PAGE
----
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The Adventurous Developer’s Guide to JVM Languages


Why do we need so many JVM languages?

It’s 2013 and you have over 50 JVM languages to choose from for your next project. But even if you can name more than a dozen or so, are you going to pick a new one for your next project?

Nowadays it’s easier than ever to create a new language with support from tooling like Xtext and ANTLR. Many new JVM languages have emerged as a result of limitations and disadvantages, either for creative individual coders or the masses, perceived in existing JVM languages, historically Java.

New JVM language developers feel as though their work is a result of existing languages either providing too limited functionality for their needs or too much functionality, leading to overweight or complex languages. Software development spans across such a wide range of appliances, so the usefulness of a language is frequently determined based on how relevant it is to a specific task, or how generic it can be across a larger area. All of which leads to development libraries and frameworks.

” Most people talk about Java the language, and this may sound odd coming from me, but I could hardly care less. At the core of the Java ecosystem is the JVM. “

James Gosling,
Creator of the Java Programming Language(2011, TheServerSide)

With so many languages already around, will the language graveyard become overpopulated? A danger exists that with so much choice in the market, many languages will just not last because they don’t get enough attention or contribution in the face of less and less community resources.

The industry, however, survives based on innovating and creating, which very often comes from a project starting from scratch, dropping existing constraints and designs, and going with a blank slate.

There is a fine line that we will naturally dance around here: between helping to build existing languages and frameworks–helping to create the community backing it needs to survive and perhaps become the next Java- -and the creation of new ideas, structures and paradigms which ultimately will make their way into existing languages.

This RebelLabs report takes a look at Java 8, Scala, Kotlin, Ceylon, Xtend, Groovy, Clojure and Fantom. But wait–with so many JVM languages to choose from, how did we settle on these eight only?

The team over here at RebelLabs has been discussing for 6 months how to do a report like this, and which languages to choose. Basically, we wanted to give something for everyone: Java is an incredibly well-known, widespread language, but Java 8 has new things that we wanted to explore. Groovy, Scala and Clojure have found their niches in the market and are becoming more popular, and languages like Ceylon, Kotlin, Xtend and Fantom are relatively new on our radars, gaining credibility and in need of some investigation.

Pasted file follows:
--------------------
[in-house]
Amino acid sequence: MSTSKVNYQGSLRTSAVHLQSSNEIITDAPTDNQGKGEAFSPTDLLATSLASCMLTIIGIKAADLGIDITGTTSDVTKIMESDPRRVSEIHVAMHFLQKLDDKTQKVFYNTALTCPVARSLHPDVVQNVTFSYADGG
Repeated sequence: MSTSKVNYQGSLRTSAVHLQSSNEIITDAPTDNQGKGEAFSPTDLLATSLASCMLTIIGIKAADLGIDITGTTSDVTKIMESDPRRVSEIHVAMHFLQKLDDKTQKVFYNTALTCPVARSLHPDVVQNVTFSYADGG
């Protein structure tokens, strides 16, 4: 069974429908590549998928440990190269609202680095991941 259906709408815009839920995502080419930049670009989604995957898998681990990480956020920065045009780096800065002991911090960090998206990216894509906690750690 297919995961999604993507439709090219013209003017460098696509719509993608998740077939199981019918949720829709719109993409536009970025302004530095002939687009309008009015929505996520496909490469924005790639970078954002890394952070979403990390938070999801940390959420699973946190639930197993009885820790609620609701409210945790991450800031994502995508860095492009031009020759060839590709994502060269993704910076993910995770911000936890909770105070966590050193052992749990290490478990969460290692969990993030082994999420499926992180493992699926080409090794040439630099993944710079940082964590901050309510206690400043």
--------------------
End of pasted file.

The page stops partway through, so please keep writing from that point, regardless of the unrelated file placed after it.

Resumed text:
Our goal is to give an understanding of where each language came from, how they evolved and where they may be going. So in this report you will see us express our first impressions of the languages, including the features which rocked and the features which… well, didn’t rock!

You’ll be able to see our source code of a basic HTTP Server example in all implementations, with links to GitHub so you can play along with us.

A little History

In the beginning, there was only Java, and it used to be the only programming language for the JVM. But the industry realized the need, and potential, for more options on the JVM quite early on. The first alternatives were targeting the scripting domain: Jython, a Python implementation for the JVM, as well as Rhino and JavaScript engines for the JVM, appeared in 1997, followed by BeanShell in 2000 and JRuby in 2001.

Scripting facilities were in high demand at that time due to the need for dynamic customization of applications. Nowadays, application servers like Oracle WebLogic and IBM WebSphere utilize Jython scripts for automation and Rhino was bundled with Java 6 to make JavaScript a first-class citizen on the JVM.

jvm languages timeline

However, scripting facilities weren’t the one and only factor for the growth of alternative programming languages on the JVM. Due to Java backwards-compatibility principles, alternative programming languages started to appear, offering some innovative features that weren’t provided by Java or its standard libraries. Scala and Groovy were the first successful projects to offer something beyond Java.

An interesting observation can be made: most of the recent programming languages utilize static typing. Developers who use Scala, Ceylon, Xtend, Kotlin and Java itself rely on the compiler that verifies target types at compile time. Fantom tries to find a golden middle between static and dynamic typing, and Groovy, although initially a dynamic language, now added compile time static type checking in its 2.0 release in 2012. Clojure, the flavor of Lisp, is still the only reasonably-popular JVM programming language that sticks to dynamic typing, which some developers working on large teams in enterprise organizations consider to be a disadvantage.

The trend for new programming languages running on the JVM is changing from dynamic scripting languages for application customization towards statically-typed general purpose languages for application development.

Java is still the most used programming language for JVM and with its upcoming Java 8 release it tries to keep up with the modern trends in syntax esthetics as well as with the requirements for multi-core programming.